Jenny: We also looked at stretch fabrics. One of the fabrics we use is almost like a bandage, so it’s nicely compressive in a way and this works as an under jacket for a dog and feels nice and secure.
Are you finding a demand for matching outfits between people and their pets?
Esther: It was really fun to release a corresponding collection. I know a few people who have the full personal and dog look. The fashion stylist Lotta Volkova, her big poodle Demur, who I love, and her have the matching pink scrunchy sets.
After a three-year presentation pause, what can we expect for spring/summer 2023?
Esther: It’s going to be such a magical time in the city in September when the weather is beautiful.
Jenny: We’re thinking about somewhere along the pier so we’re hoping that pans out.
Ultimately, what do you think the inclusion of pets brings to your collections?
Esther: I think it’s just really joyful. When we look at photos from the campaign of our friends with pets, there’s just happiness and so much fun. And I think that’s such a crucial part of the brand – leaning in to the not-serious, silly, joyful side of it is really important.
The Black Crane designer’s creature comforts include voluminous jumpsuits, vintage trappings, and a delightfully insouciant rescue cat.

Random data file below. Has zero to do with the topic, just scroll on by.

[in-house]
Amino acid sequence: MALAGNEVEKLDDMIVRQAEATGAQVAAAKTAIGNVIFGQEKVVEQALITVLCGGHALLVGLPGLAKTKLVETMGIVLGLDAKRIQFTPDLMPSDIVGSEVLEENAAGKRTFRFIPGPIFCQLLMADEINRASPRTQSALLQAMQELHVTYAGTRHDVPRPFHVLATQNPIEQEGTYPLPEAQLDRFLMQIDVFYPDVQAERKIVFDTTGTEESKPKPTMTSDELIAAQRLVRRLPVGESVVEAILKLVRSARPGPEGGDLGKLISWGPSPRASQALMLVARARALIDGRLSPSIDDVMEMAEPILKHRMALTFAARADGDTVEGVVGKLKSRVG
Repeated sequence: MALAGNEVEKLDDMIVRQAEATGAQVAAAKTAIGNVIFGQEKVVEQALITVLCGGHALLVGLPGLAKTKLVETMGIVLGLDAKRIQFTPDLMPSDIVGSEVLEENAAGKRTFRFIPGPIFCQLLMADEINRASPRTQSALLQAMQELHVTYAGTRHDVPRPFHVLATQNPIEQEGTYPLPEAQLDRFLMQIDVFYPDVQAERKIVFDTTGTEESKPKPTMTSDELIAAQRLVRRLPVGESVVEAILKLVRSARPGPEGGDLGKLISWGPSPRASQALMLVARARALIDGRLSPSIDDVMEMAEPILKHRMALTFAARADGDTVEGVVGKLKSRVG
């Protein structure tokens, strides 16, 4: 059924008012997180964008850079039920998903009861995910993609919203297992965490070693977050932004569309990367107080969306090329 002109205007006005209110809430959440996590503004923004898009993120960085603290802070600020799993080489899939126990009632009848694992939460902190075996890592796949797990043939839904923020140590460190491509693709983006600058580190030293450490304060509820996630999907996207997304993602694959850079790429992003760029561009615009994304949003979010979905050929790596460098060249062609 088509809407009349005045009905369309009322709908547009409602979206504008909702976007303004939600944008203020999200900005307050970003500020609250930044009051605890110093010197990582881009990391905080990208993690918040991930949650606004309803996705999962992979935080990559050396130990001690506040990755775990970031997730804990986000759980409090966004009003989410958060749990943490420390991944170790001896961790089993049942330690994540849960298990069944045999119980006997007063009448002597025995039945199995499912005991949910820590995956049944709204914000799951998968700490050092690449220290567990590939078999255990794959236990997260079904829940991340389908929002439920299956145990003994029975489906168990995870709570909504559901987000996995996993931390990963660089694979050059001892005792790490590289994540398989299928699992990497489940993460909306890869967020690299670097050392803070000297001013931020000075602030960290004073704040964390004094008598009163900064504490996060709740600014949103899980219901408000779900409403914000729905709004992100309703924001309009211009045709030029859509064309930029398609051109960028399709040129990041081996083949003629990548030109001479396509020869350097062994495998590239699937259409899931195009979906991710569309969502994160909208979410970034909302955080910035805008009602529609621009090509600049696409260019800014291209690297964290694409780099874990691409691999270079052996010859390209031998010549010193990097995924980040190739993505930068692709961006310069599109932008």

Vogue alum Jamies Knowles has elevated the pet carrier to a fashion-forward accessory.
At long last, you and your cat can rock matching designer sweater vests.
Founder Jisu Kim on designing sweaters you’ll wanna steal from your dog.
The limited-edition capsule collection of metallic puffers and sherpa pullovers drops today.
Andie Cusick is a writer and editor who has lived and worked in New York, London, and Berlin. She has over a decade of experience across a diverse range of lifestyle publications and brands. Cusick is currently the Editorial Director at Freunde von Freunden, was head of PR for Urban Outfitters and former Associate Editor at NYLON Magazine.